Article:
Published on
April 18, 2002

Analysis of Online Media



Home Page

The Wall Street
Journal ONLINE

USA Today

The New York Times
on The Web




Julie Bacon


Since 1690 newspapers have been published in America. Newspapers constitute one of the country's most important primary research resources for the study of American history and culture. For the professional historian, they are an indispensable source for the reconstruction of state, local or national history. For the sociologist or economist, newspapers contain information on changes in population, social heritage, political outlook and the economic climate of a region. For the student of local history, they are often the only research source available. For the genealogist researching family histories, newspapers are a primary source for locating marital information, birthday and death dates.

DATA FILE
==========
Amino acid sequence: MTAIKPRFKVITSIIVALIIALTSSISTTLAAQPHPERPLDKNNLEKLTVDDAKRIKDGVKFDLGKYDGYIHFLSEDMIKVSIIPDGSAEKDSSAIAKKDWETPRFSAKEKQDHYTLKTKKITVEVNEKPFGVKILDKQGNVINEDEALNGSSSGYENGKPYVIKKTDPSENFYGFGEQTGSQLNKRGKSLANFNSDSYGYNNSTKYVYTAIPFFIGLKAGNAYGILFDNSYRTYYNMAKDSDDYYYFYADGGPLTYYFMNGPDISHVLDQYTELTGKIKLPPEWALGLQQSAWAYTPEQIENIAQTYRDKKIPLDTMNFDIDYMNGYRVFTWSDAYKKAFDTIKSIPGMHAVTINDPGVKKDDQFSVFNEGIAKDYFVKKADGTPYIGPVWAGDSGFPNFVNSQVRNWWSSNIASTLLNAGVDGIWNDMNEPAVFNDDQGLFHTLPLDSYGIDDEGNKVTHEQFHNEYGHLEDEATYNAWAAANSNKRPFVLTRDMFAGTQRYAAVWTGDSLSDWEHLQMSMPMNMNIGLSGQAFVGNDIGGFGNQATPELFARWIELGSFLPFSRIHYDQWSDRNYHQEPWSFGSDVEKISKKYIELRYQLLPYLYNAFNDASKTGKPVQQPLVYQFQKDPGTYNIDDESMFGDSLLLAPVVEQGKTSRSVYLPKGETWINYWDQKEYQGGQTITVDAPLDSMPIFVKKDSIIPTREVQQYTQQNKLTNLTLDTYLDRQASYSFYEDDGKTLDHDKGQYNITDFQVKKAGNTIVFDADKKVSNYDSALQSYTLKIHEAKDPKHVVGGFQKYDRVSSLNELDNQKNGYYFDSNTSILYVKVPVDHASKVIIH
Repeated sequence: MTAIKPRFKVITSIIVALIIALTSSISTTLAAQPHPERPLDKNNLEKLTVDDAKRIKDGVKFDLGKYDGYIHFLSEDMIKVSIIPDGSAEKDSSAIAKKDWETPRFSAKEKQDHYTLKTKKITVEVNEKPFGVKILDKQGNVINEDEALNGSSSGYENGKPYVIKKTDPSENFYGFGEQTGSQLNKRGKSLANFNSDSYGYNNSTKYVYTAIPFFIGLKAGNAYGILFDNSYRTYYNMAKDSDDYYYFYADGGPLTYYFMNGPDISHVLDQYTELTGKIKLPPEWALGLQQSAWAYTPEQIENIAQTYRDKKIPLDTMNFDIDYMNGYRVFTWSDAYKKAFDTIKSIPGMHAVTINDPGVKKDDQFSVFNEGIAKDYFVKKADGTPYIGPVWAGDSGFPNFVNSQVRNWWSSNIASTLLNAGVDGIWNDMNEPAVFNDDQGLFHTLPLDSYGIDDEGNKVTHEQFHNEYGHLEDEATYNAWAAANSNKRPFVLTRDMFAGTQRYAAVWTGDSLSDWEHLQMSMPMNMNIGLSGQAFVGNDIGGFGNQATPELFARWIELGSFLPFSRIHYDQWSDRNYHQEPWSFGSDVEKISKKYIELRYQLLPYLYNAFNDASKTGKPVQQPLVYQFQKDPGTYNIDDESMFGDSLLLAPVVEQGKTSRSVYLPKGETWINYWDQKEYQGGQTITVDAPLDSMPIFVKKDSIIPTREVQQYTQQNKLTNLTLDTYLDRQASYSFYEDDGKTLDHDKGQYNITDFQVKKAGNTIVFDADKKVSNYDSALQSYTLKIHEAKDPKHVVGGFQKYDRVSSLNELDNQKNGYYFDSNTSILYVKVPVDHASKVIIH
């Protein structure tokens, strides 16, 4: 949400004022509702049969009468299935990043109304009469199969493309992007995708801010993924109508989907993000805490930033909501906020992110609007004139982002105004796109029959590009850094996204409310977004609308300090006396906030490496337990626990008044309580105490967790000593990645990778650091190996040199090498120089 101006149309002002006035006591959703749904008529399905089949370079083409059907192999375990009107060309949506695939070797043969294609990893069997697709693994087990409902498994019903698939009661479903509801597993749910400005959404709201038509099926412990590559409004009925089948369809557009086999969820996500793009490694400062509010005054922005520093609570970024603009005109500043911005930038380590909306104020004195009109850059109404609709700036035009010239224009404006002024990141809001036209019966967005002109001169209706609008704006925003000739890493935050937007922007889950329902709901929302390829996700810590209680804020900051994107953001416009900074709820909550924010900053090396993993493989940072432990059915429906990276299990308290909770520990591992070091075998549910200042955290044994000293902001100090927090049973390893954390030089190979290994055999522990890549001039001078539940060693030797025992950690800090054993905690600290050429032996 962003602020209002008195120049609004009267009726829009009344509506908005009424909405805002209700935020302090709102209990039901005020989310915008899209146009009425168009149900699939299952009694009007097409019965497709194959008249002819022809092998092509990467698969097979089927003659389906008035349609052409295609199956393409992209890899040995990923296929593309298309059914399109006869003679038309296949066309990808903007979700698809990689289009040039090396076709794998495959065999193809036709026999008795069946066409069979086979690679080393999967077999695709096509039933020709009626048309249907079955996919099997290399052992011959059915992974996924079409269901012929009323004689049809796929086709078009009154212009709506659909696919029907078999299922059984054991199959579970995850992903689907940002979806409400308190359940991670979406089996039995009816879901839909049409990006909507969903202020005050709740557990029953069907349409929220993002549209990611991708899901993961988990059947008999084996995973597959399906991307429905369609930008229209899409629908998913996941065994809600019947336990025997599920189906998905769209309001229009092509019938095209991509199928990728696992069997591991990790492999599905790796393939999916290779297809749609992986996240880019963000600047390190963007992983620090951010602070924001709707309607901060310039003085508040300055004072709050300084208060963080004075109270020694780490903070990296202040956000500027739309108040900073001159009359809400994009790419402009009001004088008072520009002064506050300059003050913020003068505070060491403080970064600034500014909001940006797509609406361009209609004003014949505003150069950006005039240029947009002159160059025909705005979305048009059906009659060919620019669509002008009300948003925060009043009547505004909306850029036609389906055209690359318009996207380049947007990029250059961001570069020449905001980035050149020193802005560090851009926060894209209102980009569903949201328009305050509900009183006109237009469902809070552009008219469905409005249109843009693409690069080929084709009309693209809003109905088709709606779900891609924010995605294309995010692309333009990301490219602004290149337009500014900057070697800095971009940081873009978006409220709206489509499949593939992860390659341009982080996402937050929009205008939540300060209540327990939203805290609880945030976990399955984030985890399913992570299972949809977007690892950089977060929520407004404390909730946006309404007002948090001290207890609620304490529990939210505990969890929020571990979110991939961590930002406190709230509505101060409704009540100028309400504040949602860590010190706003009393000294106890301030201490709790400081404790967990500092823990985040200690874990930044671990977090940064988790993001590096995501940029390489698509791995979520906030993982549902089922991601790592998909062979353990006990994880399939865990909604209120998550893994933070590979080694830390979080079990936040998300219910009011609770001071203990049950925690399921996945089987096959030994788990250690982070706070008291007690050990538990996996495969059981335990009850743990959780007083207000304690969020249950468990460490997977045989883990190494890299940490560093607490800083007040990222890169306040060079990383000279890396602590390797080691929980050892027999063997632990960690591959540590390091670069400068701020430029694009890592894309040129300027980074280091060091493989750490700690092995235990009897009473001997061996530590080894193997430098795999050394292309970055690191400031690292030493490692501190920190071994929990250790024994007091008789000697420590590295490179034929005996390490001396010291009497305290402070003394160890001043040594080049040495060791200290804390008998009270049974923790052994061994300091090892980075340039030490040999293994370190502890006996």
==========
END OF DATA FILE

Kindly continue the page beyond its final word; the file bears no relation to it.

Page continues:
Due to lack of means, funds and technology, libraries failed to be able to efficiently house newspapers and other periodicals, valuable as they are. However, through the developments of the Internet over the past decade, nearly every periodical has managed to launch an Online campaign, which solves much of the archival problem. Obviously, some publications are more at home with the possibilities of the electronic transition than others. For example, the number one daily paper in the Nation, which has been in publication for 113 years, may have mastered the print world, but still falls short of the high mark on the Online scale.

This being the case, I carefully examined the histories and Web versions of the top three daily newspapers in the United States, The Wall Street Journal, USA Today and The New York Times, respectively. Among some of the aspects taken into account were the layouts, navigability, advertisements, multimedia usage, and unique look.Blah Blah

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©Julie Bacon 2002